Unfortunate results, the Islamists have taken two-thirds of the seats and the first round is in the more liberal areas. I wonder if Egyptian liberals might see a junta as the lesser of two evils especially one in the spirit of Ataturk.

A junta is the lesser evil vs what a country votes for itself? Anything to provide for western interests is justified I guess lol. If white people were ever oppressed by a military controlled by the middle east to ensure islamist cultural practices it would be instant war but vice versa hey that’s the lesser of evils lol. With this type of commentary there must be a male cow the size of the moon somewhere around here.

I don’t know that the results are nearly as unfortunate as the assumptions you seem to be making.

That is because the Western culture is superior to a culture or rather interpretation of a culture that practices subjugation of women and religious minorities. Look at Ataturk for instance.

ironically, your arguement is actually quite popular with many liberals. The ABB crowd (Anybody But Bush) were totally opposed to the Iraq war because it empowered the terrorists and made things worse. They preferred a junta (i.e leaving a military leader (saddam) in control,rather than to enable the Iraqi people to choose their own leader.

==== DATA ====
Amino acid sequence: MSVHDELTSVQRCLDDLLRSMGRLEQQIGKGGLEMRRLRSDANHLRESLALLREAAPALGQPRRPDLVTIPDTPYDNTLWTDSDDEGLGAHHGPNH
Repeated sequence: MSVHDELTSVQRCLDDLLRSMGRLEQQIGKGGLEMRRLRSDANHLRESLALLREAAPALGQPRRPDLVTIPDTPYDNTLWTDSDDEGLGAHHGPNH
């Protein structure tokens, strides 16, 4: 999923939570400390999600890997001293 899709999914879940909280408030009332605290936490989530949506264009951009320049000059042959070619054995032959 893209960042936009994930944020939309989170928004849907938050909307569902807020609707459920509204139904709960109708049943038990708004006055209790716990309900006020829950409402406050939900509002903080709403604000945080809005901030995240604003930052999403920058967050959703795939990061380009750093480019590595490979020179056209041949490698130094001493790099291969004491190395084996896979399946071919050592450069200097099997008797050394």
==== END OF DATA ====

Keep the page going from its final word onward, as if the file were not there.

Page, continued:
They love to point out that under Saddam, Iraqi women were treated better than now.
You claim that “what a country votes for itself” is better than the lesser evil of a junta, or of Mubarek/Sadat 's legacy.

So now, after the elections in Egypt, let’s watch the developments , and measure the results by the status of women. I hope that my original guess (post number 2) is wrong. But I am afraid that I will be proven accurate.(that 15 years from now, women will be required to wear a hijab at all times, under penalty of being arrested, or worse)

It looks like the Muslim Brotherhood will win big. And that must be a good thing, right?–after all, the Egyptian people voted for it.

But is that really fair assessment of the position and all of its factors? I mean, where in this calculation does a notion of 200K people dead and total and utter devastation of the country make a difference?

I bet you any Iranian democracy activist would rather work on a long-term goal of getting rid of the religious rule than a short-term that would cost 100K or more people dead and complete structural devastation of the country and the society.

Do you think that for ABB crowd, or anyone for that matter, the loss of human life play a role in opposition to a non-defensive war?

:rolleyes: Egypt’s Muslim Brotherhood is not the sort of organization that’s going to turn Egypt into Saudi Arabia, or want to.

Don’t know how anyone can read what you’re writing here and be convinced of anything. Women’s status meeting our acceptable conditions is not equivalent to an entire nation being subjugated by a foreign power. Besides it’s a bit of a red herring, in most muslim states women can wear whatever they want. The more pressure they feel from the outside however the more they respond by being more extreme. Regardless if you think we want to control a junta for the sake of the women there let me be the first to break your bubble there…